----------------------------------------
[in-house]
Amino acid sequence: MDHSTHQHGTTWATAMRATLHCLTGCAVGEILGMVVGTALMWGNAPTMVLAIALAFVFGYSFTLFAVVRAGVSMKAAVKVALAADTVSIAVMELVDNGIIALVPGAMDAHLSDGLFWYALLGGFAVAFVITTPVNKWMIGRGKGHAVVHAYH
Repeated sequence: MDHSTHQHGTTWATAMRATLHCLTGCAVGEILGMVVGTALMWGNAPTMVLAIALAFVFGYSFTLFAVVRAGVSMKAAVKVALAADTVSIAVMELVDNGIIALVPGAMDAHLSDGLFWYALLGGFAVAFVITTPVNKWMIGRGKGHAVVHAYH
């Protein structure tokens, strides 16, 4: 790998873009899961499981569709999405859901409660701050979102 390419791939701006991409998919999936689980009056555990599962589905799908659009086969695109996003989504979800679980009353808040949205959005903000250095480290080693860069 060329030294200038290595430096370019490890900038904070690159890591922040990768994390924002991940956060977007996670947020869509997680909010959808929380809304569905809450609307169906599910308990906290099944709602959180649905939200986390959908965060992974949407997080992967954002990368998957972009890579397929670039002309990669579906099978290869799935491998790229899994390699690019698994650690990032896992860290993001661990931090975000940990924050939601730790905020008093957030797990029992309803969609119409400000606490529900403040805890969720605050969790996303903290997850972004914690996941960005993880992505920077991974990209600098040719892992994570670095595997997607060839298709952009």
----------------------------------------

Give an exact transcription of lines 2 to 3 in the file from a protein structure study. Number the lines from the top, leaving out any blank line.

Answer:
Amino acid sequence: MDHSTHQHGTTWATAMRATLHCLTGCAVGEILGMVVGTALMWGNAPTMVLAIALAFVFGYSFTLFAVVRAGVSMKAAVKVALAADTVSIAVMELVDNGIIALVPGAMDAHLSDGLFWYALLGGFAVAFVITTPVNKWMIGRGKGHAVVHAYH
Repeated sequence: MDHSTHQHGTTWATAMRATLHCLTGCAVGEILGMVVGTALMWGNAPTMVLAIALAFVFGYSFTLFAVVRAGVSMKAAVKVALAADTVSIAVMELVDNGIIALVPGAMDAHLSDGLFWYALLGGFAVAFVITTPVNKWMIGRGKGHAVVHAYH